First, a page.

DRILLING licences have already been issued for possible fracking underneath huge parts of Hampshire.

Gas companies have been awarded no fewer than eight licences in the south of the county.

The new technology – formally known as hydraulic fracturing – is controversial because it involves blasting underground rock deposits with water, to release trapped pockets of gas.

The alarm has been raised over groundwater contamination and toxic air around sites. In Lancashire, fracking was blamed for causing small earthquakes.

Greenpeace, the environmental group, has mapped the areas covered by licences, using information from the Department for Energy and Climate Change (DECC).

In the south of Hampshire, they are located: * North of Southampton stretching east from North Baddesley to the A3051 at Fairthorne.

* North of Winchester, from Kings Worthy west almost to Stockbridge.

* Further north, reaching from Chilbolton west to Amport.

* East of Winchester, underneath Hampage Wood.

* Stretching west from Hinton, in the New Forest.

* From east of Fareham, stretching further east.

* East from the Hambledon area (two licences).

It is unlikely that all the sites would be fracked – even if drilling went ahead – because many have the potential to generate conventional gas instead.

The revelations came as Hampshire councillors were denied a chance to vote on a proposal to make the county a fracking-free zone.

Liberal Democrat environment spokesman Adam Carew had called for the ruling Tories to forbid fracking on council land and oppose it in all parts of the county. He said: “We know you are opposed to wind farms. I think the people of Hampshire have a right to know where you stand on fracking as well.”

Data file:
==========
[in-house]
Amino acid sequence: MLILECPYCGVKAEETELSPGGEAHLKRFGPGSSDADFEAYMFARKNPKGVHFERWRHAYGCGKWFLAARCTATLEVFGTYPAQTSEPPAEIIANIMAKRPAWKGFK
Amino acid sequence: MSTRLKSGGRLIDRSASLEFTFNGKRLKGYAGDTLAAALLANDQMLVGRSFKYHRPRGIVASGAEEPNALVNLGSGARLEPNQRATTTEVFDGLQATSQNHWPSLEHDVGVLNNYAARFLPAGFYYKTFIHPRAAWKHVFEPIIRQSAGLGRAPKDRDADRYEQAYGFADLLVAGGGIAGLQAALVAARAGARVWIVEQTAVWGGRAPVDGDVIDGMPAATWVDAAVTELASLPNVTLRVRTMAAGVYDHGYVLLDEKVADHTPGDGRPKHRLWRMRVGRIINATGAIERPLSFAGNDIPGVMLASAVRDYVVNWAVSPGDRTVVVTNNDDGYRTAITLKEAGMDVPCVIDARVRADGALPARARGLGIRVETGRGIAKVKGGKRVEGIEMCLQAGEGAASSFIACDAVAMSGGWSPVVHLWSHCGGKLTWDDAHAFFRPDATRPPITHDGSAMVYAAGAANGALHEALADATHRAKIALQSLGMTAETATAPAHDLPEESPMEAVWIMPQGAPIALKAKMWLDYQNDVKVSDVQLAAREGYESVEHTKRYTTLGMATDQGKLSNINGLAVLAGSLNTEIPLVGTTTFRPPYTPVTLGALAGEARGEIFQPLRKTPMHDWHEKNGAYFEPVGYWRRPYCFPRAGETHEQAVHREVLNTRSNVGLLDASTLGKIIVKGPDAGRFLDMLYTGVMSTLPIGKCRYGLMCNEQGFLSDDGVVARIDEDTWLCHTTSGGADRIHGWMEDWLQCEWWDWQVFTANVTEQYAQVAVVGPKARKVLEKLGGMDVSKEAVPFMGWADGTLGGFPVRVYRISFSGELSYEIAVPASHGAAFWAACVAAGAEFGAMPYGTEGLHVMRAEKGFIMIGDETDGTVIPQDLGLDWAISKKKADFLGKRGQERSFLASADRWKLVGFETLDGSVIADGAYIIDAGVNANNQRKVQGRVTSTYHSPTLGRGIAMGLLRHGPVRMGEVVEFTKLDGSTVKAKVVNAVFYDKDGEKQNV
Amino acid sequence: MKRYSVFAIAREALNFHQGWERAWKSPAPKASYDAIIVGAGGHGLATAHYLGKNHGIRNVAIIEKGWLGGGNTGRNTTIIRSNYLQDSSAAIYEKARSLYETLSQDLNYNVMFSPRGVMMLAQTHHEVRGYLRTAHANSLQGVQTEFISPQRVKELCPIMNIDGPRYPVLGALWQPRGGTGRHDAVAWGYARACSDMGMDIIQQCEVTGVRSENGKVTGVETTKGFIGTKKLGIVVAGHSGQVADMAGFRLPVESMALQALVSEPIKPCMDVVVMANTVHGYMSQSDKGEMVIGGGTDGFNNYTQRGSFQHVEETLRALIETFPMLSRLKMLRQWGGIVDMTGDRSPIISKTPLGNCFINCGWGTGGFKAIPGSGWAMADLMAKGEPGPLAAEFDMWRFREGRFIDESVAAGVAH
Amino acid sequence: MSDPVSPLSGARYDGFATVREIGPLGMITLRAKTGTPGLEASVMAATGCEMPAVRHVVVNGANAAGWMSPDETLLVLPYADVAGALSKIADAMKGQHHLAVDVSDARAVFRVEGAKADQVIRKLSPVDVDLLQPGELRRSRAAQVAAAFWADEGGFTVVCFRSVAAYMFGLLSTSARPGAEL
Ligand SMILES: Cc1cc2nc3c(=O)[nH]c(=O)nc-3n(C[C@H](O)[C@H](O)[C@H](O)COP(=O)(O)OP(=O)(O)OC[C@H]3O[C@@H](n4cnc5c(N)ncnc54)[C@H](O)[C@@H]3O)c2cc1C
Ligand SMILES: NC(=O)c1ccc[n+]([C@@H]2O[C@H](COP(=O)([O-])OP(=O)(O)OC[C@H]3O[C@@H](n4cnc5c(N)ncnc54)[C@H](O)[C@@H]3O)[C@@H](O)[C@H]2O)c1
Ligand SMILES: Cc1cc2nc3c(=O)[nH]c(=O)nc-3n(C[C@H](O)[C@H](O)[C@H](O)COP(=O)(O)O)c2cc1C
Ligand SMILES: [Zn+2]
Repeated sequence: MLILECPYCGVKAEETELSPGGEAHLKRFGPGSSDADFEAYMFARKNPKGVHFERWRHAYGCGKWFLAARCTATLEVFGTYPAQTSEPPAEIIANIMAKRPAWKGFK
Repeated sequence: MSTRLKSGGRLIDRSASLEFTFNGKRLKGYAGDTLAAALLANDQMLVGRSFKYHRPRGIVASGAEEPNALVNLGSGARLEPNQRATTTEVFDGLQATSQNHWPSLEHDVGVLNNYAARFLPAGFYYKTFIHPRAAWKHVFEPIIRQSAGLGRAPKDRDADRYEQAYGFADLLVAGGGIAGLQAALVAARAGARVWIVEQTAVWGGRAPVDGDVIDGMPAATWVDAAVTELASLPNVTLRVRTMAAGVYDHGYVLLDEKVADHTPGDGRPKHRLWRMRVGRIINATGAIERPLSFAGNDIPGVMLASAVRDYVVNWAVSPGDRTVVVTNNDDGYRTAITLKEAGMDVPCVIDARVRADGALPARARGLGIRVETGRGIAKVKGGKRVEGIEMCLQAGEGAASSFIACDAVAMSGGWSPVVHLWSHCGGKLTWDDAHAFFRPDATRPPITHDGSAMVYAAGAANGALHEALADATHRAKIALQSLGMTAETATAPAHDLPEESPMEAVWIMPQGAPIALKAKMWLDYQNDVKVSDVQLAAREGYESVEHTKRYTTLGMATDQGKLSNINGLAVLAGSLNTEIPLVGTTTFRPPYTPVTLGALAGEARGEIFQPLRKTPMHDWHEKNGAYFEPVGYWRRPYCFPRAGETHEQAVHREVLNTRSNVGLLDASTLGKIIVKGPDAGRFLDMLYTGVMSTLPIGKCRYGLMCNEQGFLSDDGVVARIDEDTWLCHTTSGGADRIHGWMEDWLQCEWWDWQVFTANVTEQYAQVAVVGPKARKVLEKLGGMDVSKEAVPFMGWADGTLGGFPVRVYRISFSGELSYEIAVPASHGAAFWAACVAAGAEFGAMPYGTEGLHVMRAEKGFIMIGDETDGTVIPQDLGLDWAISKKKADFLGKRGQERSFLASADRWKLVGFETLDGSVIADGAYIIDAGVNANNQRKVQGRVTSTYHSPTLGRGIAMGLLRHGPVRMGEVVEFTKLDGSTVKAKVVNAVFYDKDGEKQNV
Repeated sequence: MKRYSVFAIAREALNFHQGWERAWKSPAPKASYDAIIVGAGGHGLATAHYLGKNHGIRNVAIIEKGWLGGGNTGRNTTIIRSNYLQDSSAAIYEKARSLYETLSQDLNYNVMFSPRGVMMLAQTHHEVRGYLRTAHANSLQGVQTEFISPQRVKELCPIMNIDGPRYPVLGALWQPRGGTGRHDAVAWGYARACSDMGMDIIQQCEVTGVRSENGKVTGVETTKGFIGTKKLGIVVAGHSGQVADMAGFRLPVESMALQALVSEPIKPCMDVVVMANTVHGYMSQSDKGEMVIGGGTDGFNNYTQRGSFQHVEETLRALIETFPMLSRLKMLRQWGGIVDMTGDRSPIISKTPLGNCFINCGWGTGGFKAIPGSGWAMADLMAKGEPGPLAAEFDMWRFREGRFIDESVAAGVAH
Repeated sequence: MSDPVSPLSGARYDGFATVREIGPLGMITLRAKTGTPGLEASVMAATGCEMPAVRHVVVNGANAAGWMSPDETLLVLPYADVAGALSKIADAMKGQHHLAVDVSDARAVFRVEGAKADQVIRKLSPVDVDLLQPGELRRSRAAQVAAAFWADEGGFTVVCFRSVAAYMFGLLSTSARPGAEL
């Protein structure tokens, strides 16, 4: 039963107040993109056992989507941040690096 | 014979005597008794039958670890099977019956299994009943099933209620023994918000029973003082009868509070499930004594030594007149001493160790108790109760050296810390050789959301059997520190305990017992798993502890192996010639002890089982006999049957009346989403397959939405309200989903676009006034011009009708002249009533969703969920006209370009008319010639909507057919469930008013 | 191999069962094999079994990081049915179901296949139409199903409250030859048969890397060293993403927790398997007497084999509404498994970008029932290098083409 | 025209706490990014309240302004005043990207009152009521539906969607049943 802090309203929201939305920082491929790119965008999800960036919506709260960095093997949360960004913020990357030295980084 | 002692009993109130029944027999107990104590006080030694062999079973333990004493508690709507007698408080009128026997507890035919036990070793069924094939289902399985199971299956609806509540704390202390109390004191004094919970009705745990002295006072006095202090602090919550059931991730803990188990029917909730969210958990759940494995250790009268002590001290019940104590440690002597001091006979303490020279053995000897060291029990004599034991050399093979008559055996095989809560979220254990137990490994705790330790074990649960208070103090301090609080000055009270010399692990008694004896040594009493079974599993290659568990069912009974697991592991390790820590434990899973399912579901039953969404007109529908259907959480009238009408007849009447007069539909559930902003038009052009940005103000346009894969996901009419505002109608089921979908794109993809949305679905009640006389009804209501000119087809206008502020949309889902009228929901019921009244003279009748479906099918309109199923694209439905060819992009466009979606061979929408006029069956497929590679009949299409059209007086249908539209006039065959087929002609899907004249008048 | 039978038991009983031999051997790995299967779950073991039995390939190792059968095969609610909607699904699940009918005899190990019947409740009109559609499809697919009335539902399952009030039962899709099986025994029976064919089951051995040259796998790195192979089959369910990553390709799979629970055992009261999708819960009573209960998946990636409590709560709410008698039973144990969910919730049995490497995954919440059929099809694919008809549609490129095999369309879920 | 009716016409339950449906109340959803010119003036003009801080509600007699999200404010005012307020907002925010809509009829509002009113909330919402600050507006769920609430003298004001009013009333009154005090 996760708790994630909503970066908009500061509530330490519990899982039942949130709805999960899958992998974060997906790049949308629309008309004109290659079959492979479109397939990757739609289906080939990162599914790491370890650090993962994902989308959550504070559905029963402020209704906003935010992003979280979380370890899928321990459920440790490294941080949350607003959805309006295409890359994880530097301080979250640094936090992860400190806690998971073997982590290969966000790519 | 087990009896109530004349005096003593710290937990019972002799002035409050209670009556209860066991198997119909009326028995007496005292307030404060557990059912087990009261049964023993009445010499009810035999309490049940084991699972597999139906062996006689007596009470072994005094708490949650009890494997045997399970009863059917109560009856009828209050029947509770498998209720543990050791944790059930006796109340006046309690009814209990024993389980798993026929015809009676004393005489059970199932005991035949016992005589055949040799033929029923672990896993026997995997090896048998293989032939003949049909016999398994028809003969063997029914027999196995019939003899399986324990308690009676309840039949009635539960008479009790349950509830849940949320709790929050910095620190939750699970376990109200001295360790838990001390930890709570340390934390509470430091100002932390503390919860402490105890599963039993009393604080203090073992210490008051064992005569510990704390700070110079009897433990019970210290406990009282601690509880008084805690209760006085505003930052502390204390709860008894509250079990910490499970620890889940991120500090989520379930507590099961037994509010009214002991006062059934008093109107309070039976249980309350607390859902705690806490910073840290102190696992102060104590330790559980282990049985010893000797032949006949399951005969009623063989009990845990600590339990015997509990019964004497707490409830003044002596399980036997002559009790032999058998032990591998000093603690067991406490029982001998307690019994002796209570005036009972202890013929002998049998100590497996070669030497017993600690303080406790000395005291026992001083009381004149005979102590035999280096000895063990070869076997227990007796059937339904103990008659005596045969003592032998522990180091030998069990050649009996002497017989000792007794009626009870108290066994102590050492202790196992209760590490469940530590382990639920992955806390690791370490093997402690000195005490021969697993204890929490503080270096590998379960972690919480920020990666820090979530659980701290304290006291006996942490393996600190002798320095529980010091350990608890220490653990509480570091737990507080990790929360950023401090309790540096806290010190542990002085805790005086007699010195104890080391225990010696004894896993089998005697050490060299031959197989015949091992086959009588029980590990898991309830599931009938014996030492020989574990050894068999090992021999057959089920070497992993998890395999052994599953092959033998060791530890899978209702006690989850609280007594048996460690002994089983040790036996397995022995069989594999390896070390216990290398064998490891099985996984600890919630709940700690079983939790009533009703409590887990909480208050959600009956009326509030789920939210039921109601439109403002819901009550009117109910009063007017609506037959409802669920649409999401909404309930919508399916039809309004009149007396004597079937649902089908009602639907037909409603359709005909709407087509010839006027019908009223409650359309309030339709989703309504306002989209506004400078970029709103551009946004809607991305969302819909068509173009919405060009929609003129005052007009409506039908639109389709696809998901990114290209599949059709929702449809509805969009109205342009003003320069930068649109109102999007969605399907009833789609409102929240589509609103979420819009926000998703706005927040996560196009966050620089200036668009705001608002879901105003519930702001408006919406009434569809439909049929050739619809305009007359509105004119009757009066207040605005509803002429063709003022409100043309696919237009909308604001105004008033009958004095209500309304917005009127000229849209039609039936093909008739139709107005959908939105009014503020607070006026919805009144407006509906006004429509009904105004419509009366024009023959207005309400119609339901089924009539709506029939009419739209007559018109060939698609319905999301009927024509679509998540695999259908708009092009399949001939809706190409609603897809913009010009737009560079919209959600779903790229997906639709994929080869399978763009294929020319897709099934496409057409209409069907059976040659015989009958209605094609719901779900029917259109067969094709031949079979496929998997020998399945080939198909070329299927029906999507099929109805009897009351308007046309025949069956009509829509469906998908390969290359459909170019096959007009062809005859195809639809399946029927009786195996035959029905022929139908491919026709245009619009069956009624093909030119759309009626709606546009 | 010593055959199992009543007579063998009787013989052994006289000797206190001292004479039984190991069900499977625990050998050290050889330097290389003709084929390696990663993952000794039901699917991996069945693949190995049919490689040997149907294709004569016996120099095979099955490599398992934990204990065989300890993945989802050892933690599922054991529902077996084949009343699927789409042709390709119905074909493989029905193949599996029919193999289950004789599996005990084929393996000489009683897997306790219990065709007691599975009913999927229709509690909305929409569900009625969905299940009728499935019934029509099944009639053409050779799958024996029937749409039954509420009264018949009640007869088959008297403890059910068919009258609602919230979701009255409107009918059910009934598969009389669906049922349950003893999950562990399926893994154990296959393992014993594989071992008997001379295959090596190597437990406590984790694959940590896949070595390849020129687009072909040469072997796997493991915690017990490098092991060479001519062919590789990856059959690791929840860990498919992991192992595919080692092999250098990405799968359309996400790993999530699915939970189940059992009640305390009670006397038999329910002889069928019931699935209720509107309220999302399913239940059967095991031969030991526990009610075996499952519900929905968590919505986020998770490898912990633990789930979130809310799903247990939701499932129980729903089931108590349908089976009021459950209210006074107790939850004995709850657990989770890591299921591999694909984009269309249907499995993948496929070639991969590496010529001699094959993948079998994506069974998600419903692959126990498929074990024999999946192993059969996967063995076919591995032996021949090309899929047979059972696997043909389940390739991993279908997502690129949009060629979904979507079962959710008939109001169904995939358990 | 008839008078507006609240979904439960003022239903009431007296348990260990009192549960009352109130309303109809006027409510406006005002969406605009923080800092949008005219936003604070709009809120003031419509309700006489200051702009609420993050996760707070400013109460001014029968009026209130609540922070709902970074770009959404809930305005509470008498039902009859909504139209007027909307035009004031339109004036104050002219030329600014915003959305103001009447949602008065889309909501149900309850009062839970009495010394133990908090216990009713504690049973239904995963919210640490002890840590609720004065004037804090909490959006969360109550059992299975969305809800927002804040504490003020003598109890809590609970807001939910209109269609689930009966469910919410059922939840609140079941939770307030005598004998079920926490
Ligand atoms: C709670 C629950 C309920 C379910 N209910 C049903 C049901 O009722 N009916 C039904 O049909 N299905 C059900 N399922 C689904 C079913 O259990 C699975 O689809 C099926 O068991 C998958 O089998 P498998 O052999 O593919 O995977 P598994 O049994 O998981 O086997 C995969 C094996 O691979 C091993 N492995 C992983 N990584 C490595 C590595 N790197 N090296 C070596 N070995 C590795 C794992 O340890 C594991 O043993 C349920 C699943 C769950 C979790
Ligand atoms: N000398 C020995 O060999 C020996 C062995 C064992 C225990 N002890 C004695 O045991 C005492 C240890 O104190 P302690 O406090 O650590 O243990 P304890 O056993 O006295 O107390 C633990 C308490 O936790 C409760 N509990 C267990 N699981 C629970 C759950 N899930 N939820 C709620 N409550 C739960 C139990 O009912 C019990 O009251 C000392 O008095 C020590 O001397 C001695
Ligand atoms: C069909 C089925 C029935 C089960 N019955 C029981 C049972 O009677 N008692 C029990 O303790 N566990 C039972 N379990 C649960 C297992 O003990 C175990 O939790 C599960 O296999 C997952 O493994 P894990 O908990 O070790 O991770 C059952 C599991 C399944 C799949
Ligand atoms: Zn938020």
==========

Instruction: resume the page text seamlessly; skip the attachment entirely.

But the new council leader Roy Perry said a ban could prejudice future planning applications to drill from oil companies. The county council, as minerals and waste authority, decides planning applications for oil and gas though not wind farms which are decided by district councils.

If permission was refused, oil companies could appeal to the High Court to overturn the decision on the grounds their application had been pre-judged.

The British Geological Survey has mapped potential shale gas reserves around the country and suggested massive gas reserves worth millions of pounds could be hidden beneath Hampshire.

Thousands of jobs could be created if drilling companies believe it is worth trying to extricate the supplies, which have lain buried in tiny holes in rocks for millions of years.

Ray Cobbett, co-ordinator of Hampshire Friends of the Earth, said his organisation was opposed to fracking because of the environmental damage and pollution caused by fracturing rocks with chemicals and high pressure water.

* See the Chronicle next week, May 30, for more on this story.